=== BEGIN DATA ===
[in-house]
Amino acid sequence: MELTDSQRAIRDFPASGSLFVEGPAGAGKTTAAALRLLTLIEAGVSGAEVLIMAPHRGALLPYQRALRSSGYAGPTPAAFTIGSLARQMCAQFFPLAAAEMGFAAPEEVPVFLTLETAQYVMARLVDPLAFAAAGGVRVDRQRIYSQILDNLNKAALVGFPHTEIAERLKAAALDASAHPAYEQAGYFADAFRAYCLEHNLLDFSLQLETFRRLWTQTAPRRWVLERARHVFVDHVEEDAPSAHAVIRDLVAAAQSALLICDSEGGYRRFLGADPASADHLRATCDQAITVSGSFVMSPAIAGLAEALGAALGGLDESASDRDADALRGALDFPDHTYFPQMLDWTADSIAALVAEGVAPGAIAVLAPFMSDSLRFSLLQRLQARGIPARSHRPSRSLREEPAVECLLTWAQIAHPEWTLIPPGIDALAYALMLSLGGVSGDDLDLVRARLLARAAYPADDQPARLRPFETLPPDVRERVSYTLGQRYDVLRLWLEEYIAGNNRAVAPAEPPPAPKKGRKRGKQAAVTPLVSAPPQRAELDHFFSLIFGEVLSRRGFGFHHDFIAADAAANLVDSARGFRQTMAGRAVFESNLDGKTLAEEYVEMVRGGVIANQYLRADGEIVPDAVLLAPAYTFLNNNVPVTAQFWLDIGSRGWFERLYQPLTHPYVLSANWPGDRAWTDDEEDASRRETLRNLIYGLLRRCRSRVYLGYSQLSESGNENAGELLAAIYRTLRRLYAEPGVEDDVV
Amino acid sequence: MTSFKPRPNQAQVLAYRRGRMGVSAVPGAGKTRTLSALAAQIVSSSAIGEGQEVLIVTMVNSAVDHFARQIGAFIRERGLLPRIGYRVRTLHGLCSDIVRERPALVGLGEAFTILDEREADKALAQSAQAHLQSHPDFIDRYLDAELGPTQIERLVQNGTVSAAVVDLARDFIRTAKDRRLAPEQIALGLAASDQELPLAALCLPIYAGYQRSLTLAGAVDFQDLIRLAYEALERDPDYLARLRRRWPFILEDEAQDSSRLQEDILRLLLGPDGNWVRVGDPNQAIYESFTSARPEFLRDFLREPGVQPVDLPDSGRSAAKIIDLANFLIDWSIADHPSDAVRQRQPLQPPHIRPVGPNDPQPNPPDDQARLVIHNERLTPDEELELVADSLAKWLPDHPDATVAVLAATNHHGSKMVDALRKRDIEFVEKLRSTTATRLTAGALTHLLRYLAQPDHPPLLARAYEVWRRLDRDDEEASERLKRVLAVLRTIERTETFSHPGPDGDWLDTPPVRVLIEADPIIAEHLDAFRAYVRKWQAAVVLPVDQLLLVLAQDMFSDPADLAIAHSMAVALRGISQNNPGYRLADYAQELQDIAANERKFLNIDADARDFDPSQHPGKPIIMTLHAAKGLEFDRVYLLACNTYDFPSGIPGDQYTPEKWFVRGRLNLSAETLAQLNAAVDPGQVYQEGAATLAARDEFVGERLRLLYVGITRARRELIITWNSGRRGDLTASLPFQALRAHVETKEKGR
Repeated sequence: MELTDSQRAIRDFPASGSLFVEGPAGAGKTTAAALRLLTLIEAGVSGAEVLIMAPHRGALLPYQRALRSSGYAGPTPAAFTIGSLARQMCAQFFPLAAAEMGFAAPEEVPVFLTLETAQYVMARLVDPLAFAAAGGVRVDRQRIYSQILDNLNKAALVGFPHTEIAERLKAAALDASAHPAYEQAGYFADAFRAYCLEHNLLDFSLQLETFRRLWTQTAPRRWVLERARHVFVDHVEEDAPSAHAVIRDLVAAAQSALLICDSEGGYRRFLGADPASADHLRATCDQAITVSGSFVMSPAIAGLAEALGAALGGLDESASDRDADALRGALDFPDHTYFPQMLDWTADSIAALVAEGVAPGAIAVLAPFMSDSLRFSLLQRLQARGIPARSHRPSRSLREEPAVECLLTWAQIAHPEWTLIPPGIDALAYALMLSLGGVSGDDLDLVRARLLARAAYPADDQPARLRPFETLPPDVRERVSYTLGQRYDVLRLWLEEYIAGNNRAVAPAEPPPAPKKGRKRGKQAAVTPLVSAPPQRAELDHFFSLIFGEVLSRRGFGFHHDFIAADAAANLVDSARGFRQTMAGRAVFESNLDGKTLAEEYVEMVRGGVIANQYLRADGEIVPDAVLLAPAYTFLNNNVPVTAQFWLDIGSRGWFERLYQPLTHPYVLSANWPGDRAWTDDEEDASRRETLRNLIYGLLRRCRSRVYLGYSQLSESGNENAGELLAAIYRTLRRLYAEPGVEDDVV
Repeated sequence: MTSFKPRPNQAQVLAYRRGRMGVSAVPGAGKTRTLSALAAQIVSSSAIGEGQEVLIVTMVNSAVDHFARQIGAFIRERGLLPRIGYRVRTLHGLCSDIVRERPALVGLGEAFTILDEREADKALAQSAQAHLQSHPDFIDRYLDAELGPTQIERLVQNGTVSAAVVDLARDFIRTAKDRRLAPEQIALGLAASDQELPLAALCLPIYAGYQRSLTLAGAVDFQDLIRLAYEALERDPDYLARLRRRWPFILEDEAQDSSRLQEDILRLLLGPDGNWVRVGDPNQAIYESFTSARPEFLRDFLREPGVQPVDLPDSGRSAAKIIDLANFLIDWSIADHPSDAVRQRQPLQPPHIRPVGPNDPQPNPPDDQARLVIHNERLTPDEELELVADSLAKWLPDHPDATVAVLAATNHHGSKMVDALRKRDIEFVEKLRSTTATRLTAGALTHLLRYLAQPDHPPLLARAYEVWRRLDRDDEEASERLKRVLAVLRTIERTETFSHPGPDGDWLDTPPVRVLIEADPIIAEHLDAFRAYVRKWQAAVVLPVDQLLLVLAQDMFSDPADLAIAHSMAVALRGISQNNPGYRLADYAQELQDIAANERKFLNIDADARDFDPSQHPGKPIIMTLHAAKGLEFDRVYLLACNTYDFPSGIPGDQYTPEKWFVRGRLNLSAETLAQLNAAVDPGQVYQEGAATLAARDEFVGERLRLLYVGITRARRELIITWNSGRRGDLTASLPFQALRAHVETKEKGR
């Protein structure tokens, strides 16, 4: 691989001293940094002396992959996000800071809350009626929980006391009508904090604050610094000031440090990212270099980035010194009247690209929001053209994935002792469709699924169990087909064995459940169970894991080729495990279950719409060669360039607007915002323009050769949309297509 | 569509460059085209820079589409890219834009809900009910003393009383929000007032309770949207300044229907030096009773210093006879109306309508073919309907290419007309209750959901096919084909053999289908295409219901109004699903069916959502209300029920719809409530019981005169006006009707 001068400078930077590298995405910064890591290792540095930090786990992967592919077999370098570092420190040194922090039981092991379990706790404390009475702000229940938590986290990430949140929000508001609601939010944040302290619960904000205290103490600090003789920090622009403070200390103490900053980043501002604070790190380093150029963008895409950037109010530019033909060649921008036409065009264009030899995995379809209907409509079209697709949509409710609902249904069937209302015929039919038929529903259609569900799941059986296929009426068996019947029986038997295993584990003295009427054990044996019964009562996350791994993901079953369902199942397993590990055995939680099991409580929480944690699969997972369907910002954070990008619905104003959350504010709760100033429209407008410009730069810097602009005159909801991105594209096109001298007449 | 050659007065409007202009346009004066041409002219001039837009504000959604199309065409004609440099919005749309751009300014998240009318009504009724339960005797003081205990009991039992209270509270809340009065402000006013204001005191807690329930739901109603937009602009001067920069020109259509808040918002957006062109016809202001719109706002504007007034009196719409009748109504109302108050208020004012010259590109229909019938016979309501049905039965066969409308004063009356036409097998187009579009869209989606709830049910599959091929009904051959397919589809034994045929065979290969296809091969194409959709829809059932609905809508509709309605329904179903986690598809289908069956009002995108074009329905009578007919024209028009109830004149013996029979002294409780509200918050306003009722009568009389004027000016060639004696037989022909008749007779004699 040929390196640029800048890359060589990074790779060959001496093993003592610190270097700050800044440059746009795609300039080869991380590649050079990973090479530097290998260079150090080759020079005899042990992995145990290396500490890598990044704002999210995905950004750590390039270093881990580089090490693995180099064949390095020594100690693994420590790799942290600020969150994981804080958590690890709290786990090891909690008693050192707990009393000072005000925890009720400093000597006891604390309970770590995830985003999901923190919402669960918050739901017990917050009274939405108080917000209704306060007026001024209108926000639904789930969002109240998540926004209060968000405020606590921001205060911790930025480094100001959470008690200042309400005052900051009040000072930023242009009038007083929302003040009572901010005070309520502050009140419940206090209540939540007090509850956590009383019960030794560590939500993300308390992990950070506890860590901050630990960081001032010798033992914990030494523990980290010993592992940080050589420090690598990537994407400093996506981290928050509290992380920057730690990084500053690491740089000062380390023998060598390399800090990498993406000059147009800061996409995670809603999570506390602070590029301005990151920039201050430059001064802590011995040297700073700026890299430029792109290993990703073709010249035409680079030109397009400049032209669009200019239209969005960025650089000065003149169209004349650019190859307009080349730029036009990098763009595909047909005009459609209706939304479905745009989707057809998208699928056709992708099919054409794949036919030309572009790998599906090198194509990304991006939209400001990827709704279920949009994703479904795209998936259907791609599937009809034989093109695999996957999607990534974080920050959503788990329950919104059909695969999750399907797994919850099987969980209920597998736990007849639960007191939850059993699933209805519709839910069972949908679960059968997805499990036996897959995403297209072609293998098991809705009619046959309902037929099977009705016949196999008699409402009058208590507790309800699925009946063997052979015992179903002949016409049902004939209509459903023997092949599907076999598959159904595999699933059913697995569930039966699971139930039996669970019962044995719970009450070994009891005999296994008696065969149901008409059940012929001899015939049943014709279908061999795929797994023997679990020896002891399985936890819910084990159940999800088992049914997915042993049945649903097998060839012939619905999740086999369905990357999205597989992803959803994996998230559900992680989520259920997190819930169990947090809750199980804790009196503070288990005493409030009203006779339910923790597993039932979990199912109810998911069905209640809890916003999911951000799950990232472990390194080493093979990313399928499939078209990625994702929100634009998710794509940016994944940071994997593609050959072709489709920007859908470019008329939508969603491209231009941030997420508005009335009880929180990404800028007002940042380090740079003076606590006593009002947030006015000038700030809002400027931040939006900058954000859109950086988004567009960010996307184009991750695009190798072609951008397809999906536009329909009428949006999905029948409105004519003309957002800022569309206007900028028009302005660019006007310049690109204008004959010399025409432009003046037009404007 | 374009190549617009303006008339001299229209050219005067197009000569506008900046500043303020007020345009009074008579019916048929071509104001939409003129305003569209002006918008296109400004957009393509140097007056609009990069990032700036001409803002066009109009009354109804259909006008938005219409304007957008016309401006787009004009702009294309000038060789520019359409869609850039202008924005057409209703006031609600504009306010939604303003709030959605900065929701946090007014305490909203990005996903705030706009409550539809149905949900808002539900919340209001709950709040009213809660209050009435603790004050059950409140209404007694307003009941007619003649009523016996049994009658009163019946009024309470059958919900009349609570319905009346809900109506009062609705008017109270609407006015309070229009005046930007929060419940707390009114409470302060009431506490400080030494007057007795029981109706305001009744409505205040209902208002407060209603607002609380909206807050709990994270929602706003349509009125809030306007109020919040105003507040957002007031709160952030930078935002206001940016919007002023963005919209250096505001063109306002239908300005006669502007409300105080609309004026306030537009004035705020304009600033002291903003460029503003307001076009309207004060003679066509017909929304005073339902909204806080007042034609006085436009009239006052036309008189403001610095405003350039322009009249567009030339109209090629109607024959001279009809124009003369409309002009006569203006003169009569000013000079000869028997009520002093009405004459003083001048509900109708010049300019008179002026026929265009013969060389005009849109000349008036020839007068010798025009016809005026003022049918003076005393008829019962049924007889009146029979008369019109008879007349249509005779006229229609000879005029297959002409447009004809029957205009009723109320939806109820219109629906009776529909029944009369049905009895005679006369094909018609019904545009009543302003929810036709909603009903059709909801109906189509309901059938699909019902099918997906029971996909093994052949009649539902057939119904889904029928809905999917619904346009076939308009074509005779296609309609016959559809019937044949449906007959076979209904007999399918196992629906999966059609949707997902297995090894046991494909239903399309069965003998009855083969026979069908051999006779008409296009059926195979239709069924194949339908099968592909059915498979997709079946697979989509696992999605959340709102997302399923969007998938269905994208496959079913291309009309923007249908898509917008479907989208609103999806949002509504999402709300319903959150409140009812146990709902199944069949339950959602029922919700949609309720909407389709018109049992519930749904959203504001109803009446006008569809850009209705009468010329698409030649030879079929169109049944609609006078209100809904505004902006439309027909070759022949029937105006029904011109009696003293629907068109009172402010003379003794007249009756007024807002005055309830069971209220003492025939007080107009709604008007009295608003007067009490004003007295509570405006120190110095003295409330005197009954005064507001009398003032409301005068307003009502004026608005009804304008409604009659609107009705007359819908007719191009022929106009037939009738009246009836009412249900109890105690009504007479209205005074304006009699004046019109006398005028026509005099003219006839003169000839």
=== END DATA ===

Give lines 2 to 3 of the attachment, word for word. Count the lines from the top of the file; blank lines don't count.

Amino acid sequence: MELTDSQRAIRDFPASGSLFVEGPAGAGKTTAAALRLLTLIEAGVSGAEVLIMAPHRGALLPYQRALRSSGYAGPTPAAFTIGSLARQMCAQFFPLAAAEMGFAAPEEVPVFLTLETAQYVMARLVDPLAFAAAGGVRVDRQRIYSQILDNLNKAALVGFPHTEIAERLKAAALDASAHPAYEQAGYFADAFRAYCLEHNLLDFSLQLETFRRLWTQTAPRRWVLERARHVFVDHVEEDAPSAHAVIRDLVAAAQSALLICDSEGGYRRFLGADPASADHLRATCDQAITVSGSFVMSPAIAGLAEALGAALGGLDESASDRDADALRGALDFPDHTYFPQMLDWTADSIAALVAEGVAPGAIAVLAPFMSDSLRFSLLQRLQARGIPARSHRPSRSLREEPAVECLLTWAQIAHPEWTLIPPGIDALAYALMLSLGGVSGDDLDLVRARLLARAAYPADDQPARLRPFETLPPDVRERVSYTLGQRYDVLRLWLEEYIAGNNRAVAPAEPPPAPKKGRKRGKQAAVTPLVSAPPQRAELDHFFSLIFGEVLSRRGFGFHHDFIAADAAANLVDSARGFRQTMAGRAVFESNLDGKTLAEEYVEMVRGGVIANQYLRADGEIVPDAVLLAPAYTFLNNNVPVTAQFWLDIGSRGWFERLYQPLTHPYVLSANWPGDRAWTDDEEDASRRETLRNLIYGLLRRCRSRVYLGYSQLSESGNENAGELLAAIYRTLRRLYAEPGVEDDVV
Amino acid sequence: MTSFKPRPNQAQVLAYRRGRMGVSAVPGAGKTRTLSALAAQIVSSSAIGEGQEVLIVTMVNSAVDHFARQIGAFIRERGLLPRIGYRVRTLHGLCSDIVRERPALVGLGEAFTILDEREADKALAQSAQAHLQSHPDFIDRYLDAELGPTQIERLVQNGTVSAAVVDLARDFIRTAKDRRLAPEQIALGLAASDQELPLAALCLPIYAGYQRSLTLAGAVDFQDLIRLAYEALERDPDYLARLRRRWPFILEDEAQDSSRLQEDILRLLLGPDGNWVRVGDPNQAIYESFTSARPEFLRDFLREPGVQPVDLPDSGRSAAKIIDLANFLIDWSIADHPSDAVRQRQPLQPPHIRPVGPNDPQPNPPDDQARLVIHNERLTPDEELELVADSLAKWLPDHPDATVAVLAATNHHGSKMVDALRKRDIEFVEKLRSTTATRLTAGALTHLLRYLAQPDHPPLLARAYEVWRRLDRDDEEASERLKRVLAVLRTIERTETFSHPGPDGDWLDTPPVRVLIEADPIIAEHLDAFRAYVRKWQAAVVLPVDQLLLVLAQDMFSDPADLAIAHSMAVALRGISQNNPGYRLADYAQELQDIAANERKFLNIDADARDFDPSQHPGKPIIMTLHAAKGLEFDRVYLLACNTYDFPSGIPGDQYTPEKWFVRGRLNLSAETLAQLNAAVDPGQVYQEGAATLAARDEFVGERLRLLYVGITRARRELIITWNSGRRGDLTASLPFQALRAHVETKEKGR